Chemo made me more distractible. My concentration a lot of days is in the negative zone. Half the time I can’t remember diddly and the other half I can’t figure out why I’d want to. My boys accept the fact that Mom has chemo fog. They even say it when I’m standing in the middle of a room, trying to look like I know what I want, when, in fact, I haven’t got a clue. That makes me sad. Should my kids have to understand what chemo fog is at 11 and 8. I know it’s a joke to them, but to me it’s taken a huge part of who I was. I could juggle lists and appointments with the best of them. Now, the idea of juggling anything other than clean socks is scary and I’m not very good at that either. This is discontentment at its finest.

This morning I realized I needed to find a way to clear my head and get out of the Land of Discontentment. I deal with too much noise. Remember the static noise on TV when the channel was out? For those of you old enough to remember life before cable and satellite this shouldn’t be a stretch, unless you’ve had chemo. Then Google it. It’ll come back, I promise. That’s what I hear in my head; all day, every day. I’ve discovered that’s the National Anthem in the Land of Discontentment.

I made a huge decision. I’m unplugging. My Kindle has been turned off. I’m on a Facebook fast. I’m only tutoring 2 days per week. I’m checking e-mail twice per day. I still text, but have decided the phone is a good way to communicate (remember actually calling someone?). I continue to freelance, but will print off my research and work on it in the dining room where I can actually see out the window. I want to write creatively and cross stitch and play games with my kids. I want to move my body as I actually do something in my house. I’m hoping to lasso the source of the windstorm and try to slow them down.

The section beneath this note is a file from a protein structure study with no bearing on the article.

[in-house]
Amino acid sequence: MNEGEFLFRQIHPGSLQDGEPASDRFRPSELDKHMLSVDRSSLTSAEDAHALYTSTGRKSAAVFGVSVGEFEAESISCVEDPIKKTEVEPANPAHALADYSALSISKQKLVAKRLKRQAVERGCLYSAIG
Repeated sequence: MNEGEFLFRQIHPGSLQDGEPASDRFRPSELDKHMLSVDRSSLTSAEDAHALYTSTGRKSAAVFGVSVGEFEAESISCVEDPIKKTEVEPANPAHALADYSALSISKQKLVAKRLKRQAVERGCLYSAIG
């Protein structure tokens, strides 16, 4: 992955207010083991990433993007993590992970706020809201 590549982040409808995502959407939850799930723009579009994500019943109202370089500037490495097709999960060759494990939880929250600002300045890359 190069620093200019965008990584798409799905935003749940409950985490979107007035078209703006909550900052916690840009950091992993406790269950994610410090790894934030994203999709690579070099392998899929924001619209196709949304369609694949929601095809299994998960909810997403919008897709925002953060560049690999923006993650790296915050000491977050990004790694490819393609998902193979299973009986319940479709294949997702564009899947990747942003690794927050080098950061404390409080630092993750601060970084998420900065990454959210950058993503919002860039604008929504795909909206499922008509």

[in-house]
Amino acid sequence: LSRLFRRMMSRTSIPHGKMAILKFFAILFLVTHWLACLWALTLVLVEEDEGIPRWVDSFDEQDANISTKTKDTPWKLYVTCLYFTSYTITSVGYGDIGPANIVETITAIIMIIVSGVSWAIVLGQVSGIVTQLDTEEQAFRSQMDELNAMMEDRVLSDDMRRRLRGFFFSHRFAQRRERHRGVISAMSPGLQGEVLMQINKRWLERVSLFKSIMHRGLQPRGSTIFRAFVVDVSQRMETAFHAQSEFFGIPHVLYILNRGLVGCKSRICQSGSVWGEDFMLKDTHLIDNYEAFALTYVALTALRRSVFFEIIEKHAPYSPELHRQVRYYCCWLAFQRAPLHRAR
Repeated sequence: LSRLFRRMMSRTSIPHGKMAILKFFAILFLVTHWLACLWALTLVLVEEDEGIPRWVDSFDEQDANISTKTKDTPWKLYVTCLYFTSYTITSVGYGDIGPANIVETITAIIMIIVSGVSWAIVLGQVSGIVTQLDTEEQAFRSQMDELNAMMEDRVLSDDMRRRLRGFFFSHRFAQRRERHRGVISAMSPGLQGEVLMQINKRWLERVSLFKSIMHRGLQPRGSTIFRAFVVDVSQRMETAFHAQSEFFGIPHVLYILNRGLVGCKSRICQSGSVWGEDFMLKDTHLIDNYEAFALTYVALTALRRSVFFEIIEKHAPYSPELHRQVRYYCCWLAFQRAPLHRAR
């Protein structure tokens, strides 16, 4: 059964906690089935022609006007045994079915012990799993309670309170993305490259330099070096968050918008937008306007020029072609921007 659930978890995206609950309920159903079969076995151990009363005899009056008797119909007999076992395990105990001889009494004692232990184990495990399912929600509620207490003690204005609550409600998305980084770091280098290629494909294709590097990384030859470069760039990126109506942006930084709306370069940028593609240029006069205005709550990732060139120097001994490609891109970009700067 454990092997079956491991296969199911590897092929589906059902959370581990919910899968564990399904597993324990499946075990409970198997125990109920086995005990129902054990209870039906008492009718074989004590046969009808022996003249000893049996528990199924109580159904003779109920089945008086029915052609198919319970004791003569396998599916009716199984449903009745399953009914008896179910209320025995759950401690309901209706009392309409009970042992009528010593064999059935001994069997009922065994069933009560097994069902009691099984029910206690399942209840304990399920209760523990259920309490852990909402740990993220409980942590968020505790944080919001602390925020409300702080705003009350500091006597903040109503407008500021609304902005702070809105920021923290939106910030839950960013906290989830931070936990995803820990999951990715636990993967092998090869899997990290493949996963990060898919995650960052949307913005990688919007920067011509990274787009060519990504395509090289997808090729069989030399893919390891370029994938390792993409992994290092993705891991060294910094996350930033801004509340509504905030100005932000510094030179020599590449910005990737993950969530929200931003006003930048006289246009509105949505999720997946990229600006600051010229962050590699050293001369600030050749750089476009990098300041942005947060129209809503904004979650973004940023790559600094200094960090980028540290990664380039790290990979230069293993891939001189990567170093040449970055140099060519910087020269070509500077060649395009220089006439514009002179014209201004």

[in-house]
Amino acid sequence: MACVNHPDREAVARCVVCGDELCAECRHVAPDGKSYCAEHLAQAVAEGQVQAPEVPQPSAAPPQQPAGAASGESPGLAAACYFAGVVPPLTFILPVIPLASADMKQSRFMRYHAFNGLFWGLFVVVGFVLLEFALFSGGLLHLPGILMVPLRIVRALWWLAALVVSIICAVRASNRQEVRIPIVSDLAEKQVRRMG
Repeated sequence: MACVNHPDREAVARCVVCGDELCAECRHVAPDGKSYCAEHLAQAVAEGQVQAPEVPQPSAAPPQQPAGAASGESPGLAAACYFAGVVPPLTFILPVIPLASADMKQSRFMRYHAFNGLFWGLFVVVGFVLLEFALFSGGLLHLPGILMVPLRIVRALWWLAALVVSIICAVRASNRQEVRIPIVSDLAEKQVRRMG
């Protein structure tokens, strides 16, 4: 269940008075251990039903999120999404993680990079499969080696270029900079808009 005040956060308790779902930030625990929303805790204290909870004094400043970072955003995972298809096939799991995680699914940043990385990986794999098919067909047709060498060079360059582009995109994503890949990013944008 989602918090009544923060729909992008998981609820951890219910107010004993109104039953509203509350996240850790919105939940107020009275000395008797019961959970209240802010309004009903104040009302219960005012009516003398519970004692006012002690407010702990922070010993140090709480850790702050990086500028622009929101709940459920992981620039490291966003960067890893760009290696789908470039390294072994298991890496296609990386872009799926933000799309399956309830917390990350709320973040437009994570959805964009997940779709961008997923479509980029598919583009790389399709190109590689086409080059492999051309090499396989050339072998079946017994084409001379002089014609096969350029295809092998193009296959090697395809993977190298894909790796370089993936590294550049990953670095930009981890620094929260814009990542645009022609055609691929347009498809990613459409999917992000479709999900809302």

Life is tough, especially in the Land of Discontentment. Cancer is tough, even after you dance with NED (No Evidence of Disease). You spend a lot of time on the Island of What-If, which is across the Channel of Dread from the Land of Discontentment. It’s like have Charon take you across the River Styx. You don’t want to be on that boat, but you can’t see a way off. Cancer taught me that my life isn’t under my control. I like to think it is, but it’s not.

What I can control is how I look at life and what I do with what I’ve got. Yes, I’m in remission from ovarian cancer. Okay, so I eat healthy (well, I start to eat healthy AGAIN) and exercise. I try to tame the chaos in the house. Uncluttering the physical goes a long way to uncluttering the mind and soul. God won’t talk above the static, but He does talk. He needs me to get rid of the static to hear Him.

When I can finally find the mute button, He tells me to just look around and get off at the next train station. There’s always a train headed back to Contentment. You’ve just got to know when to change trains.

Making Memories

10487173_781151851948158_5764858939129974259_nTwo years ago, I found myself desperately wanting to make memories for B-man and the Ultimate Bengals Fan.  It was the day before my surgery and I had this nagging thought that if anything happened to me, I wanted them to have one last fantastic final memory of how cool their mom was.  To take it a step further, earlier in the week I’d asked Other Mom Kelley to take over my homeschooling duties in the event of the unthinkable (in her typical style she told me that we were not going there).  I had a fabulous day of skipping school and shopping for Halloween, buying pumpkins and playing in the park.  I secretly hoped that I would see those costumes on my babies.  I think there was some guilt in the mix because I knew I’d be gone for 3 nights and my hubby would be spending time at the hospital.